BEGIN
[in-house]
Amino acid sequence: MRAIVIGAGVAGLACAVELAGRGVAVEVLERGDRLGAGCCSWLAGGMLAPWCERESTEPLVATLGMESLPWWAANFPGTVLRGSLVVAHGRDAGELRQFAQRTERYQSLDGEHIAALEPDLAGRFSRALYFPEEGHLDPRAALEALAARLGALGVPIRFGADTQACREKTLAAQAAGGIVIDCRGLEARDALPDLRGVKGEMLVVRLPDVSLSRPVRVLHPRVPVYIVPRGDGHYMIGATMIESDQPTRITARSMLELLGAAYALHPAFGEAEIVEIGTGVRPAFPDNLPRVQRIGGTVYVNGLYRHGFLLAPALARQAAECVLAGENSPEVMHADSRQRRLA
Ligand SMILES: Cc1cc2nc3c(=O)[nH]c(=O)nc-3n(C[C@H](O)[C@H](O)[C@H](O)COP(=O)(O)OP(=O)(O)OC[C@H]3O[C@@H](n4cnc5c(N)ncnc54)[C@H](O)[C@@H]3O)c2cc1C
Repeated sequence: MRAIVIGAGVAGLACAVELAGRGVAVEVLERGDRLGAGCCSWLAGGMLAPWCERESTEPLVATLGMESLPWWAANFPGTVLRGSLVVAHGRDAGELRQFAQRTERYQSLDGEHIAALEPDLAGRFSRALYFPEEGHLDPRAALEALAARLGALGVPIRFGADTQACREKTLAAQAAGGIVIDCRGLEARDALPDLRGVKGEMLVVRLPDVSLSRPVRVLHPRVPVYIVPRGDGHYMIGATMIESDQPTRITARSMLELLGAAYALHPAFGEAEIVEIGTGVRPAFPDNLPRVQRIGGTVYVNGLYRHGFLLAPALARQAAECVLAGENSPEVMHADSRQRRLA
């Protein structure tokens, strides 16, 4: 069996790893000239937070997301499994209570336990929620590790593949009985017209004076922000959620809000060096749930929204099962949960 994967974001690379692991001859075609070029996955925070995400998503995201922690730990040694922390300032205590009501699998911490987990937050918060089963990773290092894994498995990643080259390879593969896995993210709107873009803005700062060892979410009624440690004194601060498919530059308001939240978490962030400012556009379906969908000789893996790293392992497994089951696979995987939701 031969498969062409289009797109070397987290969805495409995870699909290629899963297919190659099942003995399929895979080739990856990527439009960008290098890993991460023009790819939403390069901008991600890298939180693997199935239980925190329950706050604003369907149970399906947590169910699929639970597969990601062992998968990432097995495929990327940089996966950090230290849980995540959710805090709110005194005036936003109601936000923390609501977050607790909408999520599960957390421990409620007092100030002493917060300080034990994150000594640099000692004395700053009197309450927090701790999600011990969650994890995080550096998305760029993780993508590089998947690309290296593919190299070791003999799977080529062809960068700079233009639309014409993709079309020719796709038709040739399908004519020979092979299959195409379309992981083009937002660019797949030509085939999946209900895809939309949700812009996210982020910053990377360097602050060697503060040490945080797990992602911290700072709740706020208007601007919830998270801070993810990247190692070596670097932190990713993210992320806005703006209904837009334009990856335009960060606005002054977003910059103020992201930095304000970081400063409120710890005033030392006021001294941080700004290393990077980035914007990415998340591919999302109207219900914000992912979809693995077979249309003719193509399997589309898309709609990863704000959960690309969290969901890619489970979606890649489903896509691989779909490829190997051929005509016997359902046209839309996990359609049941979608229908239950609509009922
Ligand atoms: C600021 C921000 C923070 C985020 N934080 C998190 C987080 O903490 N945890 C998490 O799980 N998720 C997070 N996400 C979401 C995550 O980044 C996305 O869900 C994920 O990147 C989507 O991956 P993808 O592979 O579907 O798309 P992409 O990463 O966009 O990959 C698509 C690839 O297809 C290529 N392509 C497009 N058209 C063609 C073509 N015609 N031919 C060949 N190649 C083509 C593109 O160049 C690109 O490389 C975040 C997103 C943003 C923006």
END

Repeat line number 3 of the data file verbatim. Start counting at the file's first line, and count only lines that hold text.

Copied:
Ligand SMILES: Cc1cc2nc3c(=O)[nH]c(=O)nc-3n(C[C@H](O)[C@H](O)[C@H](O)COP(=O)(O)OP(=O)(O)OC[C@H]3O[C@@H](n4cnc5c(N)ncnc54)[C@H](O)[C@@H]3O)c2cc1C